Sometimes life flies over you like a B-17 bomber, the sirens go off, and something or someone you always counted on is suddenly gone. (Angela Webster)
My daughter Angela is one of my favorite bloggers. (Her blog is linked to the article title below.) She writes. She photographs. And she designs. Spring break brought her home to us so we celebrated early Grampsy’s sweet life and heavenly birthday over heaping bowls of oversized ice cream sundaes in his honor. While scrolling through her posts, I found this treasure in her archives written two years ago.
It so beautifully describes the tender and mutually adoring relationship she shared with my dad and how his death shattered her pink and blue childhood illusion of the world and happily ever after. Life and death- so much paradox on this side of eternity.
Baby Blue and Powder Pink
by Angela Webster
He would crouch down on the floor beside me, pinching the plastic four-inch grandpa doll between his thumb and forefinger. They resembled one another—the doll and the man—both clad in a powdery blue button down shirts and khakis, both gray-crowned and gangly. The doll, however, had a mustache. My grandpa did not.
“Goodbye, see you later,” I would wave enthusiastically on behalf of the mommy and daddy dolls before helping them into the ridiculous blue and pink minivan. For some strange reason, the Loving-Family dollhouse artists fixated on baby blue and powder pink. With the parents out for the evening, the grandpa doll and his granddaughter were free. Usually, they meandered down the imaginary street to the imaginary ice cream shop where the grandpa doll bought his granddaughter an imaginary treat. While she licked her vanilla ice cream cone, my grandpa and I would munch on cheerios and he would tell me stories about the Great Depression. Then, our dolls walked to the park. With my help, the granddaughter would situate herself on the single swing and the grandpa—shaking in between my grandpa’s fingers—would push her back and forth.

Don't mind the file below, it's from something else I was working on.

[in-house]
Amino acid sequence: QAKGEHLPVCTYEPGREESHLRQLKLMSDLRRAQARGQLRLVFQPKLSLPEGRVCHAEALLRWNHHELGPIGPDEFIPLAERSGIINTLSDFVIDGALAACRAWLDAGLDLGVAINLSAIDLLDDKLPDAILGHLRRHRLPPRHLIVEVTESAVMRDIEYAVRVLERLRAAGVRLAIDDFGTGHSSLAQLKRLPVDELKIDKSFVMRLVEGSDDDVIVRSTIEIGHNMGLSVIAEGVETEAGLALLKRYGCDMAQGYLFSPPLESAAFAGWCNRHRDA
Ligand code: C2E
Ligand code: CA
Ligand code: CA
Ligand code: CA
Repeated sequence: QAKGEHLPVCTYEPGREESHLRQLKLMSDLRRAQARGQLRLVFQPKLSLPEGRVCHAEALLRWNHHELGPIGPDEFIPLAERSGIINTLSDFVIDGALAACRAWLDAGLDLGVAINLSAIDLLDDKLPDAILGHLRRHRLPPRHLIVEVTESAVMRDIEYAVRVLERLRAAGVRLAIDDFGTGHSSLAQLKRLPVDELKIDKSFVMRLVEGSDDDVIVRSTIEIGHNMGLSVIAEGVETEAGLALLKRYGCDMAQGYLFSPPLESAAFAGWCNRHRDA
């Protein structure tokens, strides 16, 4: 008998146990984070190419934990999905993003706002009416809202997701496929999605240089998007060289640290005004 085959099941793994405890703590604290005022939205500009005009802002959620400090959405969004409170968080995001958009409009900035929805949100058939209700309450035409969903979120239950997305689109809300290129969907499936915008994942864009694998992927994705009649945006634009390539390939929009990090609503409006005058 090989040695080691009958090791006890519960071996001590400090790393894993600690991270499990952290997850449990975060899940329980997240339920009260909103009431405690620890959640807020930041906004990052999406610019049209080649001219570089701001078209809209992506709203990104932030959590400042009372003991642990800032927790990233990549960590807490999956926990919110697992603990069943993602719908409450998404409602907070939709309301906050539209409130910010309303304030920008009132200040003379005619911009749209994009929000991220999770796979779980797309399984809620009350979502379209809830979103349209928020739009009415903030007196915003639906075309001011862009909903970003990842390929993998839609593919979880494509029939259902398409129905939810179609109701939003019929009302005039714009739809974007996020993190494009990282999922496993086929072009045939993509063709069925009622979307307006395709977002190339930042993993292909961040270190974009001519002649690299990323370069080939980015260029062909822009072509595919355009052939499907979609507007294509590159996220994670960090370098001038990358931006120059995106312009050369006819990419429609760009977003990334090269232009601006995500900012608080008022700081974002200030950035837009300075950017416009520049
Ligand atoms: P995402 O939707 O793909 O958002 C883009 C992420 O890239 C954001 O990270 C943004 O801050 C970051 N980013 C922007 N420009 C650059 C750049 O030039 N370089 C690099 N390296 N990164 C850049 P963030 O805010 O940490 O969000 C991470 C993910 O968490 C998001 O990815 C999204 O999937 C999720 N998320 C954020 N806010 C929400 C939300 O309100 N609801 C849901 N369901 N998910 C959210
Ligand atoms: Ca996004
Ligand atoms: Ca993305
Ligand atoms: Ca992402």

Eventually, the girl and her grandpa would wander back to the pink and blue three-story house and take a nap. The parents would return and all would be well. In the shelter of the pink and blue mansion, every ending was a happy one.
But houses aren’t really pink and blue.
It’s strange to think that Fisher-Price—the company that produced my dollhouse and plasticized my fairytales—also manufactured ammunition crates and repair parts for fighter planes in World War II. Somewhere in Germany, there was a real house and a loving family sleeping inside when the air raid sirens startled them out of their dreams. If they were lucky, they scrambled down into the bomb shelter in time. When they came out, the house was gone.
Maybe fairy-tales only exist in plastic.
Sometimes life flies over you like a B-17 bomber, the sirens go off, and something or someone you always counted on is suddenly gone.
It’s been over a decade since my grandpa and I played doll-house. Today, the Loving-Family grandpa doll rests peacefully in a cardboard box in an upstairs closet, the eternal smile and mustache still stamped across his face. Old, but never older.
My grandpa died of a heart attack nine years ago.